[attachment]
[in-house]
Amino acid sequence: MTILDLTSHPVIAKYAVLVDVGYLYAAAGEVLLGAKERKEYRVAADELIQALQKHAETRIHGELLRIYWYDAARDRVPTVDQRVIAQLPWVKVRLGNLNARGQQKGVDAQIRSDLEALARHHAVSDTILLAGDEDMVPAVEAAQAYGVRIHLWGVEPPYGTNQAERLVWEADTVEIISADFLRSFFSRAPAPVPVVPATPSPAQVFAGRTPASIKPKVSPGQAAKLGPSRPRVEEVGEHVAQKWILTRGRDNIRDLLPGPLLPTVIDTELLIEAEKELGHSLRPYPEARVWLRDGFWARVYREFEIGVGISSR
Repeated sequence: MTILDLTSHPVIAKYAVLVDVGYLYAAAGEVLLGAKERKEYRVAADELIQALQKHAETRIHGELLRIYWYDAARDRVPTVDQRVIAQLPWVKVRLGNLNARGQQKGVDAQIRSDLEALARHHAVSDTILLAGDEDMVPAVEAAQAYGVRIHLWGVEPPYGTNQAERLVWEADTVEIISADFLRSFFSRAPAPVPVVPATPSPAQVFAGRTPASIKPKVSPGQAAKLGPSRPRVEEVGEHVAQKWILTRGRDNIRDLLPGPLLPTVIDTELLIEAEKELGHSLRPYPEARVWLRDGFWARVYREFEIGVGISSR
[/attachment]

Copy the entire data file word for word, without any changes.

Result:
[in-house]
Amino acid sequence: MTILDLTSHPVIAKYAVLVDVGYLYAAAGEVLLGAKERKEYRVAADELIQALQKHAETRIHGELLRIYWYDAARDRVPTVDQRVIAQLPWVKVRLGNLNARGQQKGVDAQIRSDLEALARHHAVSDTILLAGDEDMVPAVEAAQAYGVRIHLWGVEPPYGTNQAERLVWEADTVEIISADFLRSFFSRAPAPVPVVPATPSPAQVFAGRTPASIKPKVSPGQAAKLGPSRPRVEEVGEHVAQKWILTRGRDNIRDLLPGPLLPTVIDTELLIEAEKELGHSLRPYPEARVWLRDGFWARVYREFEIGVGISSR
Repeated sequence: MTILDLTSHPVIAKYAVLVDVGYLYAAAGEVLLGAKERKEYRVAADELIQALQKHAETRIHGELLRIYWYDAARDRVPTVDQRVIAQLPWVKVRLGNLNARGQQKGVDAQIRSDLEALARHHAVSDTILLAGDEDMVPAVEAAQAYGVRIHLWGVEPPYGTNQAERLVWEADTVEIISADFLRSFFSRAPAPVPVVPATPSPAQVFAGRTPASIKPKVSPGQAAKLGPSRPRVEEVGEHVAQKWILTRGRDNIRDLLPGPLLPTVIDTELLIEAEKELGHSLRPYPEARVWLRDGFWARVYREFEIGVGISSR